Straight Talk about Mesothelioma, a blog series created by Michael T. Milano, M.D., Ph.D., a radiation oncology specialist, as a resource for mesothelioma patients and their loved ones.
It is understandable that a patient, once diagnosed with mesothelioma, will have questions. The disease is rare, complex, and even the name is hard to pronounce. When it comes to helping a patient understand mesothelioma, doctors know that no question is too small or trivial. Here are answers to some of the most common questions asked:
Q: Should I get a second opinion?
A: Many people who have been diagnosed with mesothelioma do choose to get a second opinion. In fact, many doctors and insurance companies recommend it. The benefits of a second opinion include:
- Confirmation of the diagnosis
- Increased comfort with the treatment decision
- Potentially new options for how to treat the cancer
If you are unsure how to go about getting a second opinion, ask your doctor. He or she will understand your need to do this, and will likely even suggest a few specialists you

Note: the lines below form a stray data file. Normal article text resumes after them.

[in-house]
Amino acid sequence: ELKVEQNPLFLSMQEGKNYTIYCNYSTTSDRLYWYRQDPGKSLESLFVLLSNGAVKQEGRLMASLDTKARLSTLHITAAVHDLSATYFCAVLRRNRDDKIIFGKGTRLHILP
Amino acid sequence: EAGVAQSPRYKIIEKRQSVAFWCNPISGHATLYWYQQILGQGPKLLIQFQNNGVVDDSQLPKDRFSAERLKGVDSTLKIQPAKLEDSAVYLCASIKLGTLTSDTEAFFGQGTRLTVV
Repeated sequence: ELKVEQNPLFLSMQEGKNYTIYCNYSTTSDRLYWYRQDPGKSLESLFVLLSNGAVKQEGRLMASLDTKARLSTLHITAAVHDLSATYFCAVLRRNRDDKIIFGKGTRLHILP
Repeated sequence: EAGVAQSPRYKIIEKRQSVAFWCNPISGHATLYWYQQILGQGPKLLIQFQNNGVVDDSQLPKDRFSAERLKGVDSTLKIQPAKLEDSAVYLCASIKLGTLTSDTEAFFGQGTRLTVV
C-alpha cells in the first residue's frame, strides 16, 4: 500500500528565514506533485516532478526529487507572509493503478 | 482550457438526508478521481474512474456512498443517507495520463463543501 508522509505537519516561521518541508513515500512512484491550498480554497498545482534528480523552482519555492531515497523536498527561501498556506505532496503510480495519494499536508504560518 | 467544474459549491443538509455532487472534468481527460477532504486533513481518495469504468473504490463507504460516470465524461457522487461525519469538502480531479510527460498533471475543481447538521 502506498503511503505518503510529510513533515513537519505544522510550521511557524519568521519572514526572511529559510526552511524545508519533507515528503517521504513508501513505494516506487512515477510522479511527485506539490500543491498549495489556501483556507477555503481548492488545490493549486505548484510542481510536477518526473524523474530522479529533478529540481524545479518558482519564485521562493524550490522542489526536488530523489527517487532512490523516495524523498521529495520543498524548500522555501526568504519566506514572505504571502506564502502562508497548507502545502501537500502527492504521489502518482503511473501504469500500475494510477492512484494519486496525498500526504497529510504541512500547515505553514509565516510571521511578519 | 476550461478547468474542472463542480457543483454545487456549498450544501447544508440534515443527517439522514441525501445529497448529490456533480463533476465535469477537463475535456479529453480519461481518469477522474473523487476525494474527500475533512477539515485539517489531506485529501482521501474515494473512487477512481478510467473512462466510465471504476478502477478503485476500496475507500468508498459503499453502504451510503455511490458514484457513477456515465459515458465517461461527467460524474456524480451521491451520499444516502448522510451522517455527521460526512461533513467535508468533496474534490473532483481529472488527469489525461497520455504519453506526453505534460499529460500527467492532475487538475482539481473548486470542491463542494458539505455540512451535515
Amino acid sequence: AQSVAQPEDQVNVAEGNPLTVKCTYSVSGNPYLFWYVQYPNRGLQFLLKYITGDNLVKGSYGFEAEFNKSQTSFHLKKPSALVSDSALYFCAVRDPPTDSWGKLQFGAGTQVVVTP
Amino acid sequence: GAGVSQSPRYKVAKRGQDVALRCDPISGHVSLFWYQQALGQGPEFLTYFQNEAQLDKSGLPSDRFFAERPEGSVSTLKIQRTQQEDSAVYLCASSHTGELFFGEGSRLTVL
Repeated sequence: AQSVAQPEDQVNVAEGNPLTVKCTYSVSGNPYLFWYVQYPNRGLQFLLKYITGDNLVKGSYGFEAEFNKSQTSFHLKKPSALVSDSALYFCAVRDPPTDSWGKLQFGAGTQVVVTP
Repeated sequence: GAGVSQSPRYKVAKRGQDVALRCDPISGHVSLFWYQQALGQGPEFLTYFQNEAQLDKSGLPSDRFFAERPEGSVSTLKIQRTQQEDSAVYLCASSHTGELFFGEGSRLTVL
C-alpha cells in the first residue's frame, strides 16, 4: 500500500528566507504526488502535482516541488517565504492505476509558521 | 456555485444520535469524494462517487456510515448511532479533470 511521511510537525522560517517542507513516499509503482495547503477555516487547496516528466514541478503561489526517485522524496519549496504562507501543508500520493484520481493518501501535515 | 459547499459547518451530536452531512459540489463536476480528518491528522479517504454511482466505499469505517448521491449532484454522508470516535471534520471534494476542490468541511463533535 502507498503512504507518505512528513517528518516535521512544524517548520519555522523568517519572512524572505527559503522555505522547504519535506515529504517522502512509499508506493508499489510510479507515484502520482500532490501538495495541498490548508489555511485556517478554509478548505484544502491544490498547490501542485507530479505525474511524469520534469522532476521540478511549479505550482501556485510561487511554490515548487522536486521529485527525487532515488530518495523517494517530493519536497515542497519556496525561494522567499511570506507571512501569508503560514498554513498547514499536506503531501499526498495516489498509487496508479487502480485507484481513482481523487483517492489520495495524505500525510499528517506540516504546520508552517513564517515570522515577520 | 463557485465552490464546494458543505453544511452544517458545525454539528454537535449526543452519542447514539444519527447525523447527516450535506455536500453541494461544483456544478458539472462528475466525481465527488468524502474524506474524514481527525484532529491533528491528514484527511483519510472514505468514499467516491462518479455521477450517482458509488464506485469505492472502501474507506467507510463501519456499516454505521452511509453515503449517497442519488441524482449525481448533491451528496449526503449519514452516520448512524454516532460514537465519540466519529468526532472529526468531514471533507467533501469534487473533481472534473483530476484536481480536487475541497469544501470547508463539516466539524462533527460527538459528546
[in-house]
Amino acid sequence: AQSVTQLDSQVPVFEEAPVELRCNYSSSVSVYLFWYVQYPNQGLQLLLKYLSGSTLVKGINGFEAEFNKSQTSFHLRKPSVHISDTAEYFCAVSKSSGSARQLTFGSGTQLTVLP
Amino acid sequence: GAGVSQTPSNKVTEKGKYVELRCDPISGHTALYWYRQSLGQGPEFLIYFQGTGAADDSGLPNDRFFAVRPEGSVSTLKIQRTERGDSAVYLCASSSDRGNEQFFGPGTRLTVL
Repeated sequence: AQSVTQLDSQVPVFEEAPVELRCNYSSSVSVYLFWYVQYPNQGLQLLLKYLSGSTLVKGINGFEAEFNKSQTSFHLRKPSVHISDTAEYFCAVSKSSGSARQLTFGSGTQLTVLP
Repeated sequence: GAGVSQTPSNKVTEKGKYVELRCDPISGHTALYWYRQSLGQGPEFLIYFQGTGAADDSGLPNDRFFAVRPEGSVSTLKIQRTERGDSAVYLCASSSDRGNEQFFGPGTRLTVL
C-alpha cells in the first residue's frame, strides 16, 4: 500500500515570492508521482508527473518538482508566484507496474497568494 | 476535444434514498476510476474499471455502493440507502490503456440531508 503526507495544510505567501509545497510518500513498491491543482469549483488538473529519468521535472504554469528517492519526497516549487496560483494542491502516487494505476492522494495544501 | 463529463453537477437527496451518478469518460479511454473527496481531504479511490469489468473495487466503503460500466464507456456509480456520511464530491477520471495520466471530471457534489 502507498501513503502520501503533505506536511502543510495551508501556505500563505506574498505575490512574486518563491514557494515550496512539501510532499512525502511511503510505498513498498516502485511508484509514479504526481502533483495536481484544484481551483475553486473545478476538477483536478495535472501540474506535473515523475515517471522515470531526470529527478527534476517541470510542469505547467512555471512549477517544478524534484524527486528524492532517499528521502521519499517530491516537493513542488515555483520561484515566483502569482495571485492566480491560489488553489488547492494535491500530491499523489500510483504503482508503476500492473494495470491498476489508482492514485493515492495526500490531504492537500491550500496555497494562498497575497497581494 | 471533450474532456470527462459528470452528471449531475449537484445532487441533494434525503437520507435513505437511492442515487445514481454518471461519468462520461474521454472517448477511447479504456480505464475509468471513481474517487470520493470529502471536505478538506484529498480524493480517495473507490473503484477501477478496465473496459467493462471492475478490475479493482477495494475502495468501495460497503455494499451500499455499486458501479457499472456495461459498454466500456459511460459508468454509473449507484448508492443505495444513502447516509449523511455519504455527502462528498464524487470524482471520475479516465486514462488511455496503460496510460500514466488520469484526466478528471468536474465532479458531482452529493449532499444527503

Q: Am I going to be in pain?
A: If the members of your medical team do their job right, any pain should be managed and controlled. While the oncologist’s primary aim is to treat the disease, they do not lose sight of a patient’s physical comfort. While undergoing treatment you may experience discomfort, but our goal is to keep pain at an absolute minimum.
Q: Is there anything I could have done to prevent this disease?
A: Mesothelioma occurs as a result of exposure to asbestos, and can take upwards of 50 years for symptoms to materialize. Most patients with asbestos-related diseases were exposed on the job site and were unaware of the dangers. Those in the construction, auto brake repair, roofing, and shipbuilding industries, as well as military personnel serving on U.S. Navy ships were at greater risk of being exposed to the deadly asbestos fibers. We know a lot more about the dangers of asbestos now than we did then.
Q: Is there any new research I should know about?
A: I tell patients that it is appropriate to be hopeful. Doctors and researchers are making tremendous progress not only in treating mesothelioma, but also in detecting it earlier. New drugs are being tested in clinical trials at this very moment, and new therapies involving combinations of surgery, chemotherapy, and radiation are being tested.
Next article in this series: “How Can Your Research Specifically Help Me and Other Mesothelioma Patients?”